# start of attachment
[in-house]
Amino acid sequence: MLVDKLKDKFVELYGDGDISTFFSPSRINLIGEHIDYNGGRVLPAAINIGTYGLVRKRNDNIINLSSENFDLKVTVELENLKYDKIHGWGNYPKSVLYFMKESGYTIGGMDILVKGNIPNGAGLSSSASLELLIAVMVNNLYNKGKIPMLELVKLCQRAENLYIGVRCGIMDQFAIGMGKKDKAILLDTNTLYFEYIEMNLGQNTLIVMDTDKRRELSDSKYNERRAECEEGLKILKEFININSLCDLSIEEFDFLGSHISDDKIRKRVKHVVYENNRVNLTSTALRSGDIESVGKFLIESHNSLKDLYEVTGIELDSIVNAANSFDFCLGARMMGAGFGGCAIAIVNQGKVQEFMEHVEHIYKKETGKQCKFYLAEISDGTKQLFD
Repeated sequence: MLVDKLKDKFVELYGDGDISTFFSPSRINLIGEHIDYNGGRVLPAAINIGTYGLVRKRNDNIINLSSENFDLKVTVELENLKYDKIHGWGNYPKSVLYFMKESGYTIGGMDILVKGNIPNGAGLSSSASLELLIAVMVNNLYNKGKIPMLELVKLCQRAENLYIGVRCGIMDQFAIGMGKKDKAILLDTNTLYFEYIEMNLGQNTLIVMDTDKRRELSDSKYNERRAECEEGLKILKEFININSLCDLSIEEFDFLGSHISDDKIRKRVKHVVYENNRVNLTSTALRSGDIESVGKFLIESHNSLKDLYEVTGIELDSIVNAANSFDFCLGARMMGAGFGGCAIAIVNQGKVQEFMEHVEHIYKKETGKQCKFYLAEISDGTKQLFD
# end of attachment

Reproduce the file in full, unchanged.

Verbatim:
[in-house]
Amino acid sequence: MLVDKLKDKFVELYGDGDISTFFSPSRINLIGEHIDYNGGRVLPAAINIGTYGLVRKRNDNIINLSSENFDLKVTVELENLKYDKIHGWGNYPKSVLYFMKESGYTIGGMDILVKGNIPNGAGLSSSASLELLIAVMVNNLYNKGKIPMLELVKLCQRAENLYIGVRCGIMDQFAIGMGKKDKAILLDTNTLYFEYIEMNLGQNTLIVMDTDKRRELSDSKYNERRAECEEGLKILKEFININSLCDLSIEEFDFLGSHISDDKIRKRVKHVVYENNRVNLTSTALRSGDIESVGKFLIESHNSLKDLYEVTGIELDSIVNAANSFDFCLGARMMGAGFGGCAIAIVNQGKVQEFMEHVEHIYKKETGKQCKFYLAEISDGTKQLFD
Repeated sequence: MLVDKLKDKFVELYGDGDISTFFSPSRINLIGEHIDYNGGRVLPAAINIGTYGLVRKRNDNIINLSSENFDLKVTVELENLKYDKIHGWGNYPKSVLYFMKESGYTIGGMDILVKGNIPNGAGLSSSASLELLIAVMVNNLYNKGKIPMLELVKLCQRAENLYIGVRCGIMDQFAIGMGKKDKAILLDTNTLYFEYIEMNLGQNTLIVMDTDKRRELSDSKYNERRAECEEGLKILKEFININSLCDLSIEEFDFLGSHISDDKIRKRVKHVVYENNRVNLTSTALRSGDIESVGKFLIESHNSLKDLYEVTGIELDSIVNAANSFDFCLGARMMGAGFGGCAIAIVNQGKVQEFMEHVEHIYKKETGKQCKFYLAEISDGTKQLFD